Our house in suburban Melbourne was built with ducted evaporative and it works well. The area is generally low humidity in summer. With refrigerated the house needs to be sealed and the air is recirculated but with evaporative there is fresh air being circulated through, windows open, light coming in.
The biggest down side of evaporative is it gets ineffective with even moderate humidity. If we have a single 40+ day we usually stay comfortable <25, but successive 40+ days are usually accompanied by increased humidity and interior temperatures have risen to the low 30s. My system starts getting palliative rather than comforting above 35% RH, so on hot days with 50% humidity it is not much better than just the fan without the evaporative system going.
Things to consider with evaporative: Wool fibre or celdek pads - there are proponents of each. Celdek pads seems more efficient and longer lasting but cost more. Most newer systems come with Celdek pads. Pads need replacement at intervals of 5-15 years depending on care and amount of use. Good practice is to rotate the pads (eg around N-S-E-W) one year, and reverse each pad in its bracket the next, so over time each pad has been exposed to the same weather direction and each side of each pad has been exposed to the elements for the same amount of time. That maximises pad life.
Many modern evaporative systems have internal spring and motor driven winter shutters; low end and older ones require manual capping during winter months to avoid warm air rising through the ductwork, or capping the duct vents. I found capping at the ductwork is more effective since caps at the unit can be quite leaky. There are commercial ductwork caps available, but I just cut some foam and put it in the ductwork boxes and that has been very effective.
Routine maintenance includes running a weak bleach mixture at the start of season to kill mould or mildews that cause legionnaires disease. That is not the problem it is with large scale commercial sized towers, but remains best practice. An evaporative system should have an automatic water dump to periodically empty the water so it does not have a chance to build up nasties; the alternative is a water bleed that continuously empties an overflow amount while the pump is running. The dump results in renewing the water periodically and when turned off, the bleed dilutes old with new.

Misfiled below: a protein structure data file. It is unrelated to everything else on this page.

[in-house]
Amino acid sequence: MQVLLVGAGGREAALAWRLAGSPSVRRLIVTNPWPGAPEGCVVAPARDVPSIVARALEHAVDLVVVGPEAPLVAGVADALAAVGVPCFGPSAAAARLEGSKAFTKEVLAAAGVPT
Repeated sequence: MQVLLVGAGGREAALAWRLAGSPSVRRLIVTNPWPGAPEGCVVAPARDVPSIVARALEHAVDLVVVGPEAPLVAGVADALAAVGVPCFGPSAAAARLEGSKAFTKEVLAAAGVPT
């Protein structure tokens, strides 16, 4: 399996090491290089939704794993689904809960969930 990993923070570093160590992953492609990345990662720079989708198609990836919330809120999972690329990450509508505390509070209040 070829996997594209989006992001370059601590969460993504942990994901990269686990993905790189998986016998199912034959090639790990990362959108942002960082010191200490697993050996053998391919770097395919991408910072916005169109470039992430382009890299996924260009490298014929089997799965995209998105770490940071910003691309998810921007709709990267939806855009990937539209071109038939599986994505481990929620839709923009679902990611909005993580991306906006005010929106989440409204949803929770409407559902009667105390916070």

Applying the winter cap, shutting the water, etc, spring cleaning, pad rotation, and recommissioning/checkout is stone simple but requires a climb up the roof. Multi-story buildings and steep roofs do not make it fun and on wet roofs it can be dangerous / slippery.
Prior to selecting an evaporative unit read the service recommendations, note how much of the routine operating requirements are automatic and how many require a trip up the roof. Some newer systems are automated enough that it is reasonable to skip preventative maintenance (excepting things required for warranties) and just fix anything that breaks when it breaks.
My roof is not steep and not onerous to climb so my system has had annual maintenance; a neighbour’s house was completed in 2003 and he cannot find anyone keen to go up his 2nd floor steep roof; he has never had any maintenance but still has not had a worry to date.
Today I would buy refrigerated although it costs about 5-10 times more to operate; it reduces inside humidity and is effective regardless of the outside temperature and humidity, and there is no roof climbing required. However as electricity prices continue to rise and government seems disinclined to commit to a long term energy policy or re-regulation, running costs could be the decider for many in low humidity regions where evaporative is a valid choice.